Jared Leto has packed on a good 700 pounds to play the role of Salinger savant and Beatle murderer Mark David Chapman in J.P. Schaefer's directorial debut—which might as well be titled Bridget Jones' Diary 3: John Lennon Was a Goddamn Phony. Leto lisps and paunches his way through Schaefer's film, spewing entire paragraphs from Catcher in the Rye—always about ducks and movies and actors and, of course, those phonies—all while channeling Travis Bickle and Truman Capote (or maybe Philip Seymour Hoffman playing Capote), and, overall, doing a pretty knock-up job of not being Jordan Catalano.
Centered around the time Chapman moved to New York and started stalking Lennon outside of Lennon's apartment building, the Dakota, Chapter 27 focuses on Chapman's inner monologue of crazy talk and Holden Caulfied-isms to provide a running narrative to what would otherwise be a series of alternately depressing and funny "fat Jared Leto's got a gun" montages.
Although a case could be made against the film's slow pace and derivative mimicry, Schaefer winks and nods at the audience so often it's hard to believe that it all isn't part of the plan. In one scene, while waiting outside the Dakota, Chapman meets a girl named Jude (OBVIOUSLY), played by that smoker-voiced Lindsay Lohan, as well as a paparazzo named Paul (30 Rock's Judah Friedlander). During a conversation about Rosemary's Baby having been filmed in the building, Jude expresses her dislike for that film: "Nothing ever really happens until the end," she says. It feels like a welcome acknowledgment from Schaefer: "You see what I did there? I know you're a little bored and fidgety right now, but hang tight!" Jude's sentiment also possibly echoes criticisms of Catcher in the Rye, concerning Holden's mounting disillusionment—which ultimately leads to a somewhat anticlimactic crack-up, but not to the promised hint of suicide. (Other criticisms of Catcher in the Rye include Winona Ryder carrying it around in her tiny back pocket as a mopey teenager, and also Wes Anderson probably masturbating to it. But I digress.)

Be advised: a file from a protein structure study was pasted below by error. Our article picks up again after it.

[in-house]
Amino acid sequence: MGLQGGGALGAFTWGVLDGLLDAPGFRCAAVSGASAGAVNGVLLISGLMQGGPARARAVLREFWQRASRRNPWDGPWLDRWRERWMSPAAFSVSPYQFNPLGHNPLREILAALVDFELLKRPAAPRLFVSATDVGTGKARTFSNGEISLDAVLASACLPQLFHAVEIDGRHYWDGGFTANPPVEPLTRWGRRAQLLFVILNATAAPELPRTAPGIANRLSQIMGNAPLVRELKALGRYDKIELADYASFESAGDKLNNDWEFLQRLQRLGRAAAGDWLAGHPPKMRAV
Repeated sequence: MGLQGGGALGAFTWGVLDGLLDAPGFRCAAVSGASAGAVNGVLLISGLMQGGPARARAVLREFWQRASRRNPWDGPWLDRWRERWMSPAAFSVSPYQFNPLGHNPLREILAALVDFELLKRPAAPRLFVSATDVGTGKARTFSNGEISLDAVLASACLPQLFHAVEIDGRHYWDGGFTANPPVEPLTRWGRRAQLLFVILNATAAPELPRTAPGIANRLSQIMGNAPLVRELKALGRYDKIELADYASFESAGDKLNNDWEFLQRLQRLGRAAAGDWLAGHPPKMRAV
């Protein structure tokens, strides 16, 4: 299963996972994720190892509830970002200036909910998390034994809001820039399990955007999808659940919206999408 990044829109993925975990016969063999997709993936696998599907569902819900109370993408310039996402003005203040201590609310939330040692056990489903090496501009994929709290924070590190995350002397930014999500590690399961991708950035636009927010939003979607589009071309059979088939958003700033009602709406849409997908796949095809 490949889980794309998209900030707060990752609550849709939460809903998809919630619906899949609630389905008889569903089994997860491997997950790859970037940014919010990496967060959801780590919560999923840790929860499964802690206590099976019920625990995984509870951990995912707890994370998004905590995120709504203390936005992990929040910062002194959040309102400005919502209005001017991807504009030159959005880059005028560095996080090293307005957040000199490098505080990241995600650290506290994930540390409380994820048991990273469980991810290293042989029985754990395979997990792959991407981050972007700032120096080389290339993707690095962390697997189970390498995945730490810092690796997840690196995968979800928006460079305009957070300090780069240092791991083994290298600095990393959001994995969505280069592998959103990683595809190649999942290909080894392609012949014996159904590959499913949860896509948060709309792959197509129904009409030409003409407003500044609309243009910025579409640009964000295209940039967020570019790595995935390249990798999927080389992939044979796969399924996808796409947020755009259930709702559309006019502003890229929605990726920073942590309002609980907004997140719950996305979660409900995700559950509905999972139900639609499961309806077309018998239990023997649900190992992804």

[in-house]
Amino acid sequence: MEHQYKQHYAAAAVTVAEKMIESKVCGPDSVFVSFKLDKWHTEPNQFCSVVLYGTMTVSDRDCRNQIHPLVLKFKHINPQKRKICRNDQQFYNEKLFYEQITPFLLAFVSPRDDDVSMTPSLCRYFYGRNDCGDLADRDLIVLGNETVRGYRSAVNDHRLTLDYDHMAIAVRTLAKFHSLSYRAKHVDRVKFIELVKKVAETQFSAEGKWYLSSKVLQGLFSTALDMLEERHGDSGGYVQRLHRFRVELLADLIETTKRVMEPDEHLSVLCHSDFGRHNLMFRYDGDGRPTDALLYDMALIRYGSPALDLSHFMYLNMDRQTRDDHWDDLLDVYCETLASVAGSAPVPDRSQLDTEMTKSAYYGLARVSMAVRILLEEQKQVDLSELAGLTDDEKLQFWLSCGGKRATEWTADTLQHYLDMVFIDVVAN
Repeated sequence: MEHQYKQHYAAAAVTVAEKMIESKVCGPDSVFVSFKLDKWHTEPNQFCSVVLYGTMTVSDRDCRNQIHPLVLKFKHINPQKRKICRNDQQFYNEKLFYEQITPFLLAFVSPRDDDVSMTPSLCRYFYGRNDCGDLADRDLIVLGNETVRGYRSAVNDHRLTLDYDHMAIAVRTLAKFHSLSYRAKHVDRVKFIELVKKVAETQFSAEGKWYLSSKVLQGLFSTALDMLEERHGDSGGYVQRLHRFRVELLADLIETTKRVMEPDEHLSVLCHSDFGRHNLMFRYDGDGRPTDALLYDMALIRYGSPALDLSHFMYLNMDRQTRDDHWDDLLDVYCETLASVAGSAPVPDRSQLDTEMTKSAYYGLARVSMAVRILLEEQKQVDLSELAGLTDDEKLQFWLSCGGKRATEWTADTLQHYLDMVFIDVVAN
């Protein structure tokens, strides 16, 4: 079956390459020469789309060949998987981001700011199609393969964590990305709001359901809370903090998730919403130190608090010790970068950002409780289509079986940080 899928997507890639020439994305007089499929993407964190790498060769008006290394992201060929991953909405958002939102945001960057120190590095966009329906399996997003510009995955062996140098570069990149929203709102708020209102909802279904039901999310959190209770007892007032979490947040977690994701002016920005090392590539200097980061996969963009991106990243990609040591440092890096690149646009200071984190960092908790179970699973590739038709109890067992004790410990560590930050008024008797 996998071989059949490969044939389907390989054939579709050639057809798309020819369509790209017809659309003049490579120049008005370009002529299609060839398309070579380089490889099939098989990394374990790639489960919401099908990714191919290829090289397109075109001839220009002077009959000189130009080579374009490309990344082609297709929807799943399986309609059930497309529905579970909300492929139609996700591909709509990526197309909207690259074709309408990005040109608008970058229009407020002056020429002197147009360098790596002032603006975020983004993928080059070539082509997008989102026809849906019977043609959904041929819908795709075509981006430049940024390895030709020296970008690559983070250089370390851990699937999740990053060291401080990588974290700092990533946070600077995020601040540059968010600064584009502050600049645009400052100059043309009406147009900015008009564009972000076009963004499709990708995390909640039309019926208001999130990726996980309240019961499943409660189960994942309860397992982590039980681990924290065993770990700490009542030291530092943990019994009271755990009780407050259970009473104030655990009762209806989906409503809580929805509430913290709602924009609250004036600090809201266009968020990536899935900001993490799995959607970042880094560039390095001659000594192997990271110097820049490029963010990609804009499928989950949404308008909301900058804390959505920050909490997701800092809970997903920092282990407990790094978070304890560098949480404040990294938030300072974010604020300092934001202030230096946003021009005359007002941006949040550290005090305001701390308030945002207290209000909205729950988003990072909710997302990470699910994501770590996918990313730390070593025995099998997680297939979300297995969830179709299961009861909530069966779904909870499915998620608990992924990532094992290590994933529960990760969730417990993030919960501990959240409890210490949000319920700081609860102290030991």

Leto's performance—aided immeasurably by his marvel of a belly—is totally worth watching, making Chapter 27 not only a better film than last year's slllooooow The Killing of John Lennon, but also a convincing argument for the Keep Jared Leto Fat and Marginally Talented movement.